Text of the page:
Fleet, Transportation and Cargo
While GPS is widely used for fleet tracking such as transportation vehicles and cargos as they move around large geographies, it does not have the fidelity to track densely packed vehicles on your lot. Also due to the powering requirements for GPS transmissions, GPS tag batteries only last 6-9 months before requiring replacement.
Indoor Tracking of Mobile Devices
Wi-Fi and Bluetooth are growing in popularity for location tracking in retail, healthcare and some enterprise asset tracking applications. However “active” RF positioning requires a very high density of access points to accurately pinpoint the position of a Wi-Fi or Bluetooth device or a battery-powered active Tag. Due to the powering requirements, active tag batteries only last 6-12 months before requiring replacement.
On-the Spot Identification
While active tracking technologies (GPS, Wi-Fi and Bluetooth) provide real-time tracking, compared with a “last seen” state for RFID, none of them provide a practical, and cost-effective way to scan a vehicle on-the-spot and get immediate verification of it’s ID. This is a fundamental requirement for Dealerships, especially in the Service Drive.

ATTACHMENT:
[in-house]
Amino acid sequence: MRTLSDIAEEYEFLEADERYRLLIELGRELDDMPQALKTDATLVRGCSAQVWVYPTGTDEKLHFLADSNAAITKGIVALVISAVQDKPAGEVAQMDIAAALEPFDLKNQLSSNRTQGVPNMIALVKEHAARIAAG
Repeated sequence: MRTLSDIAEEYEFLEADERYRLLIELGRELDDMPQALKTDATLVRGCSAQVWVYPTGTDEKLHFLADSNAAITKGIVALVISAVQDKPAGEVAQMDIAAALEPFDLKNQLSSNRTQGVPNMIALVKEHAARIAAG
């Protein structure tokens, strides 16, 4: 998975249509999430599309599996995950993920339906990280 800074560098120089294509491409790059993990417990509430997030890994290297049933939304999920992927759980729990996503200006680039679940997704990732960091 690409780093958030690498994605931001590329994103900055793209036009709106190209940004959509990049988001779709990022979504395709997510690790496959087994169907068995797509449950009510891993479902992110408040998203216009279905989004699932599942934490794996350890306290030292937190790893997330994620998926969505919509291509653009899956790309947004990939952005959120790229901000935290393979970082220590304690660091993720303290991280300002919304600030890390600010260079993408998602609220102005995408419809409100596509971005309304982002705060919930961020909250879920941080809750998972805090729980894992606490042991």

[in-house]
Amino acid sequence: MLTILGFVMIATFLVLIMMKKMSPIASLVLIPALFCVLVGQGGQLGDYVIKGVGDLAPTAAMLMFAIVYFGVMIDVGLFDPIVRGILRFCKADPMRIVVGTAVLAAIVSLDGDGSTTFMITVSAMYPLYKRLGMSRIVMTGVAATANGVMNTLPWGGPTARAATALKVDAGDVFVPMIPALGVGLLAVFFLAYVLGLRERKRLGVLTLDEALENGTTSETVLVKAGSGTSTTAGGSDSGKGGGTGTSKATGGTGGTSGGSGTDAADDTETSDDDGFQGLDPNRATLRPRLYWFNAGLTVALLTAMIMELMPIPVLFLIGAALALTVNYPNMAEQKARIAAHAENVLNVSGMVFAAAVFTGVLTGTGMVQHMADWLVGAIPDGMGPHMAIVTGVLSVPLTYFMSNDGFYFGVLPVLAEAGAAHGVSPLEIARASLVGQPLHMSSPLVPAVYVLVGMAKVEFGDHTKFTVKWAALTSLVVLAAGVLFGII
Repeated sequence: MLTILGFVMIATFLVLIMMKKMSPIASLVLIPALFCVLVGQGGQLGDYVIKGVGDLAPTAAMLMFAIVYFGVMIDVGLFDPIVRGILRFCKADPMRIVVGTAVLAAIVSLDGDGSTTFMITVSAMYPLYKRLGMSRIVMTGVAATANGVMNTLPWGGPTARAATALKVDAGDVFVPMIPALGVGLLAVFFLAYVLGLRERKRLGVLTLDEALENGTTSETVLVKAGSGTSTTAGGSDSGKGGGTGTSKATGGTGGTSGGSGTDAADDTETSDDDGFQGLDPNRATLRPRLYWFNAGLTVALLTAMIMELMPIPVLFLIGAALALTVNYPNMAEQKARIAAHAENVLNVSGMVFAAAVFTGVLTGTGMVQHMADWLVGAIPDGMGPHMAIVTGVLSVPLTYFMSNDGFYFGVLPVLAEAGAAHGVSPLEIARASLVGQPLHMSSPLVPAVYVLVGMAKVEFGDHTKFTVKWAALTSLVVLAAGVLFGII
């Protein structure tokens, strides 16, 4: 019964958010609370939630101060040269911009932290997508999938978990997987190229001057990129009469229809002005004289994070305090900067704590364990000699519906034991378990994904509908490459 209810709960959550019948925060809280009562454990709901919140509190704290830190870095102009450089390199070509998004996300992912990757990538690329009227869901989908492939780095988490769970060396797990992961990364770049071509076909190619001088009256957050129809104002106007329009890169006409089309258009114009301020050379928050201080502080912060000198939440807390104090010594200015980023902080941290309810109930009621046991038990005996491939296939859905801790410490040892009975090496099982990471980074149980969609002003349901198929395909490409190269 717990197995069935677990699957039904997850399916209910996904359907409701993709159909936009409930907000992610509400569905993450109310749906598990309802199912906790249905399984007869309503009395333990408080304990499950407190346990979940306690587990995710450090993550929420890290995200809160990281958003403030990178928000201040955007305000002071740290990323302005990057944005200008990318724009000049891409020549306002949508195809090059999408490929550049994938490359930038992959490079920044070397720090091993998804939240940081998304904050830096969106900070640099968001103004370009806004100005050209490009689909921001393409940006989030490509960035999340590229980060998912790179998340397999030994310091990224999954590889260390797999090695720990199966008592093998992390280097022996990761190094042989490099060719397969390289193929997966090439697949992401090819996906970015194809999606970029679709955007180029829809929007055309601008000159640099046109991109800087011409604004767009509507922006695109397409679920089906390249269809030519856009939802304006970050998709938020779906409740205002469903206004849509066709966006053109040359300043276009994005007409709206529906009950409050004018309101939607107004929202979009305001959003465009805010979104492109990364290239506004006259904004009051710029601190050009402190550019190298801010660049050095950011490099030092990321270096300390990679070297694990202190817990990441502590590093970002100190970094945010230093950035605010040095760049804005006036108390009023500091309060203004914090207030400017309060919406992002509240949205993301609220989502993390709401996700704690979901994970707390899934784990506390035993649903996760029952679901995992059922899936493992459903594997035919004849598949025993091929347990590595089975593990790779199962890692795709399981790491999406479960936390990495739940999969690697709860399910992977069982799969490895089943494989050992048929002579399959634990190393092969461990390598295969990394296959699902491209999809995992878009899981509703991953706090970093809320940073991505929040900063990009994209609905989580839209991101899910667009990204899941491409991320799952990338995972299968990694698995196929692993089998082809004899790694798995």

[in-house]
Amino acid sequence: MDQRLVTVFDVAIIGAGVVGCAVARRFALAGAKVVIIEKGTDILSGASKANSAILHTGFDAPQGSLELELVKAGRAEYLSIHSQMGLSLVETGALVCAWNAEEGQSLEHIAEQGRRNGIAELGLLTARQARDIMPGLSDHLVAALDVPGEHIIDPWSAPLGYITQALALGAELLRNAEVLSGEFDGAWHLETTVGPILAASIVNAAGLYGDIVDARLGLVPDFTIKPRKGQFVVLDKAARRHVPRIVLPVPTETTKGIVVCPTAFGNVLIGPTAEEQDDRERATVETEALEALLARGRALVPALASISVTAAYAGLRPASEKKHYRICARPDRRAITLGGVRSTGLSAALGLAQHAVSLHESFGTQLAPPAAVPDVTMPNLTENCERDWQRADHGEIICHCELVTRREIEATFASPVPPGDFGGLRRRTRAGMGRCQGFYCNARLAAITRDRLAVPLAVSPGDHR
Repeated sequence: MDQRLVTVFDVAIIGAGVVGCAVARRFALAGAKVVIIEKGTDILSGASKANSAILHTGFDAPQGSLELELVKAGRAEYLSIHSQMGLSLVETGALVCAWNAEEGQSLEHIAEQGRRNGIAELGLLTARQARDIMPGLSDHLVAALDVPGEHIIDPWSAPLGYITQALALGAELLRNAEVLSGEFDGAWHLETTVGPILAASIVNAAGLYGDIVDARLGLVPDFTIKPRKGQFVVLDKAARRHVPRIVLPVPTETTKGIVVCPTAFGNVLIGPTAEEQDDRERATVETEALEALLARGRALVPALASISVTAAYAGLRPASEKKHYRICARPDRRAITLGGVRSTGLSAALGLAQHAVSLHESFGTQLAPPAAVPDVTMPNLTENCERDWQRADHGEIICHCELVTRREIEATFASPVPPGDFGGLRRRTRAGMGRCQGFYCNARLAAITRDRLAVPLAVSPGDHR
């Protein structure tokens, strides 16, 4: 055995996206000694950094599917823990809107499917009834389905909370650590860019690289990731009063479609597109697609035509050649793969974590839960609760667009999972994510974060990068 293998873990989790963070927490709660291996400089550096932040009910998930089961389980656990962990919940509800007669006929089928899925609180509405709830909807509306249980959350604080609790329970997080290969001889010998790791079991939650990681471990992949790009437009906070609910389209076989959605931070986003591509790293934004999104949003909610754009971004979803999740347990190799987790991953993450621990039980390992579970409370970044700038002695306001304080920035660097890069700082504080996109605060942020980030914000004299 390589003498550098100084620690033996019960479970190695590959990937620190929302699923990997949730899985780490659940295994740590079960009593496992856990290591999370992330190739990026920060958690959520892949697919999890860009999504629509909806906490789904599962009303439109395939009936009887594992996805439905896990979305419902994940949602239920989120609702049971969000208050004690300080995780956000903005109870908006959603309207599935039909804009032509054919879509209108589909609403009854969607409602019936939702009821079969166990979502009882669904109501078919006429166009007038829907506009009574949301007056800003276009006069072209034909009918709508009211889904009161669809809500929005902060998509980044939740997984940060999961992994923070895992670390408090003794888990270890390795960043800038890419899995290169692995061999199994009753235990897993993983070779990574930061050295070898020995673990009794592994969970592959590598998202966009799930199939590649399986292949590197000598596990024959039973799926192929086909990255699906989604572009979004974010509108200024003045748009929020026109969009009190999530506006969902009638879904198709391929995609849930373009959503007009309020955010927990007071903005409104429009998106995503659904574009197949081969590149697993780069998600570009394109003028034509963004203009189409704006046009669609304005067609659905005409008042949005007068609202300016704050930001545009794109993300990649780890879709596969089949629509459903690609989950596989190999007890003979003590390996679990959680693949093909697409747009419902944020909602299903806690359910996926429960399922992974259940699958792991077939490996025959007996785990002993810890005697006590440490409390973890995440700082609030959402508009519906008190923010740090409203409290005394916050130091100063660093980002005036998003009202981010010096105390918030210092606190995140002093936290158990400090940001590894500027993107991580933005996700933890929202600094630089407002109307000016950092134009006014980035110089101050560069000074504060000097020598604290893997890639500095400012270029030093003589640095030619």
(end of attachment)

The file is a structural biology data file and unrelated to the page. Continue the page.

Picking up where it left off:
Barcodes, QR Codes and NFC, offer the reverse. They are great for on-the-spot identification which makes them an excellent in retail and marketing applications. However they offer no practical means for location tracking.
Fixed versus Dynamic Content
Unlike Barcode, QR and NFC tags, which cannot be modified once they are created, the data stored in RFID tags can be modified while it is energized. Modern RFID tags can store a quite a lot of data elements, which can be altered in real-time during use. To illustrate the concept. It would be possible update a tag every time the vehicle is serviced, with say a date stamp, and the ID of the person who signed it off, or some other pertinent information.
RFID offers Best of Both Worlds
The beauty of RFID is that can do both automated tracking to detect movements, and manual on-the spot scanning to identify any vehicle. What’s more, RFID tags are passive components which do not require batteries or any maintenance whatsoever. That means they last forever, and since they are so cheap (under a $US), you can simply leave them on the vehicle once it is sold, allowing you to track any customer vehicle returning to your lot.
Imagine being able to recognize a customer you sold a used car to several years ago – even though you haven’t seen them since – when they return to your lot looking for their next vehicle. How would that make them feel about buying from you again?